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Bluff The Listener


BILL KURTIS: From NPR and WBEZ Chicago, this is WAIT WAIT... DON'T TELL ME, the NPR news quiz. I'm Bill Kurtis. We are playing this week with Helen Hong, Josh Gondelman and Negin Farsad. And here again is your host, who just finished typing the complete works of Shakespeare with a room full of monkeys, Peter Sagal.



Thank you, Bill. Right now, it's time for the WAIT WAIT... DON'T TELL ME Bluff the Listener game. Call 1-888-WAIT-WAIT to play our game on the air.

Hi, you are on WAIT WAIT... DON'T TELL ME.

LAUREN DARNELL: Hi. My name's Lauren (ph). I'm from Ann Arbor, Mich.

SAGAL: Oh, I love Ann Arbor. Are you a student at the U?

DARNELL: I am a dropout PhD student of colonial Latin America.

SAGAL: Oh, really?


SAGAL: So did you just - you just decided you weren't interested in colonial Latin America anymore.

DARNELL: No, no - not that. It was - me and grad school had a - we had a fight, sort of.

SAGAL: You and grad school had a disagreement.

DARNELL: Yeah. I might have lost or won. I haven't decided yet.

SAGAL: Was it not them - it was you? Or was it you, not them?

DARNELL: No, it was - I mean, I don't like to blame. It's never a dichotomy.

SAGAL: Yeah. It was a conscious uncoupling, you and grad school.

DARNELL: It's more of a dialectical relationship.

JOSH GONDELMAN: Very grad school way to say that.

SAGAL: Yeah, very good. Lauren, it's great to have you with us. You're going to play the game in which you must try to tell truth from fiction. Bill, what is Lauren's topic?

KURTIS: Nonessential? Me?

SAGAL: In the last few months, we've been hearing a lot about who's essential, who's nonessential and who's just annoying. Our panelists are going to tell you about a person who is classified as nonessential in the news, perhaps unwisely. Pick the one who's telling the truth - you'll win the WAIT WAITer of your choice on your voicemail. You ready to play?


SAGAL: Well, then let's do it. Let's hear first from Negin Farsad.

NEGIN FARSAD: The town of Woodley (ph), Idaho, is picturesque with its giant cedar trees, its one cafe, one gas station and one ice cream shop. And when the pandemic hit, Woodley's three-person city council deemed the cafe and gas station essential businesses but not the ice cream shop. Owner-operator Gene Kneedler (ph) was gutted that he had to furlough himself, but he left to go out of town and visit family.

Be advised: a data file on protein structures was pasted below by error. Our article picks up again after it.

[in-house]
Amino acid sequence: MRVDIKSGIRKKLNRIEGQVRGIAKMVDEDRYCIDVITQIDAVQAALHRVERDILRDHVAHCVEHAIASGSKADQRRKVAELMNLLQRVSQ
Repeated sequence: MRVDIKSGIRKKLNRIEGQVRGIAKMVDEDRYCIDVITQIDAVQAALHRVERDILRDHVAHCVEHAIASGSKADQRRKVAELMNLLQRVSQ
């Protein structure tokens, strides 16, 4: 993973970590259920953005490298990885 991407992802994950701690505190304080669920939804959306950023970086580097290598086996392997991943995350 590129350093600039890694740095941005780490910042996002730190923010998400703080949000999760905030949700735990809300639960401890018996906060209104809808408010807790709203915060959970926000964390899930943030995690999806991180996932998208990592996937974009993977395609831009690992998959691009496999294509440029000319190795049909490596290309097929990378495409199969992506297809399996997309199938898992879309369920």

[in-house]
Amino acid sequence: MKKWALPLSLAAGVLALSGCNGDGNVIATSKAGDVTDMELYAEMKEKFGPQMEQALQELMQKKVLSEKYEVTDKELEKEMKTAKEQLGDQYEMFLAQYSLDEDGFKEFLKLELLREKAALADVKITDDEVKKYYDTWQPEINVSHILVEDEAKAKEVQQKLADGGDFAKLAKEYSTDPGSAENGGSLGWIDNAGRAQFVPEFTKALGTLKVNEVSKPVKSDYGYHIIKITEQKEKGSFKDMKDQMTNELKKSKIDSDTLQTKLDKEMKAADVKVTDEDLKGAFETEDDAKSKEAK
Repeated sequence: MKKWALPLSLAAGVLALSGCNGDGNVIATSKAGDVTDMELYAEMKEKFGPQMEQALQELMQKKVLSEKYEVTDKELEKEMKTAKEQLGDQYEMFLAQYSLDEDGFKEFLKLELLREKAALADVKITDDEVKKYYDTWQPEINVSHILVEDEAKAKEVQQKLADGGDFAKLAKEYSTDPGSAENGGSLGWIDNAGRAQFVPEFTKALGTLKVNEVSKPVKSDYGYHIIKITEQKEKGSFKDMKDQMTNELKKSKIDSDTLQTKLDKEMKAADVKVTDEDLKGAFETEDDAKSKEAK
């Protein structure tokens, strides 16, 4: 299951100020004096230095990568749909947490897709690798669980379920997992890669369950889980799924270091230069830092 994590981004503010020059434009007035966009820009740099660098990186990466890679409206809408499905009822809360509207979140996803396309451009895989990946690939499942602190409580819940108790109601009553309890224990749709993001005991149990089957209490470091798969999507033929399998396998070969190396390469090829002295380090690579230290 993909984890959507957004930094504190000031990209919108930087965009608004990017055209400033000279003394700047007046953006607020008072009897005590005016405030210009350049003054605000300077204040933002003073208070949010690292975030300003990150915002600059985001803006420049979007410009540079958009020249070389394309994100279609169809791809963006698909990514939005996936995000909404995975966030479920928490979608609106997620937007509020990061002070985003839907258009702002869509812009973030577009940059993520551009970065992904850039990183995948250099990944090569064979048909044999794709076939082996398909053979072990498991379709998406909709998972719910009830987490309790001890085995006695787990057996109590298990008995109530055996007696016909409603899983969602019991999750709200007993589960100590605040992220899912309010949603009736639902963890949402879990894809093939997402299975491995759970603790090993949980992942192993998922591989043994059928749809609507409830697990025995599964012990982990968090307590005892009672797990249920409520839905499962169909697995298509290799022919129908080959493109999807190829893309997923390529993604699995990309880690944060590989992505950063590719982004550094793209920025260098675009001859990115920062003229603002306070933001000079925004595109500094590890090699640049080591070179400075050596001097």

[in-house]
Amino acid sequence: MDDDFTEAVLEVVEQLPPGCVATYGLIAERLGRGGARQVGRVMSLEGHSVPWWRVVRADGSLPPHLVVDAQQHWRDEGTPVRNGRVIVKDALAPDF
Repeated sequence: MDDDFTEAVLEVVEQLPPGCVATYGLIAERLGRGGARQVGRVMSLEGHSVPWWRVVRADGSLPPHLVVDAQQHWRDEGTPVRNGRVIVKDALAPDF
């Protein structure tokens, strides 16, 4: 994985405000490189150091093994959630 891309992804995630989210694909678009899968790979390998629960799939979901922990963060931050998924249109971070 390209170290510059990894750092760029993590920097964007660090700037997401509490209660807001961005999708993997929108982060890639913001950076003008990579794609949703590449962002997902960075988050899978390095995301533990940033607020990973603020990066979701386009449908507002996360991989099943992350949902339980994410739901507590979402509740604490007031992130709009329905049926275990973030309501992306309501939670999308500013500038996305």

As summer temperatures began to rise, townspeople started to get real unreasonable about their access to small-batch ice cream. The gas station owner, Brot Fiddler (ph), said, once you're exposed to Gene's real hand-packed ice cream, you just can't go back to the store-bought stuff. I mean, we're not animals.

Complaints grew until at one point, local resident and mother of three Shailene Hancock (ph) took matters into her own hands when she broke into the ice cream shop - by which I mean there was a key under the mat, and she just used the key to simply walk in. Shailene began operating a Prohibition-style illegal ice cream operation. News quickly made it around town. And if you knew the code word - which you'll never guess was actually ice cream - she would let you in.

At first, people were happy. It was exciting to see ice cream in town again. But some complained that Shailene was too experimental. Gene never made us eat avocado and saffron ice cream, said one resident. Why would anyone put pickled mango with blue cheese? Things got out of control when her three kids, all under the age of 10, thought it would be funny to sneak in random flavors like sriracha and sardines. Things came to a head when they threw Tide Pods into a batch of rainbow ice cream.

Luckily, it was a local adult who tasted a Tide-tainted rainbow scoop. He quickly spit it out but reported Shailene to the police. She was detained at the local jail for two hours - long enough to earn the name Shailene Two Scoops (ph). Authorities wanted to charge her with ice cream racketeering but, after realizing that's not on the books as a real crime, fined her $75 and sent Two Scoops on her way.

SAGAL: An ice cream shop owner in Idaho gets furloughed, and chaos ensues. Your next story of a nonessential worker comes from Josh Gondelman.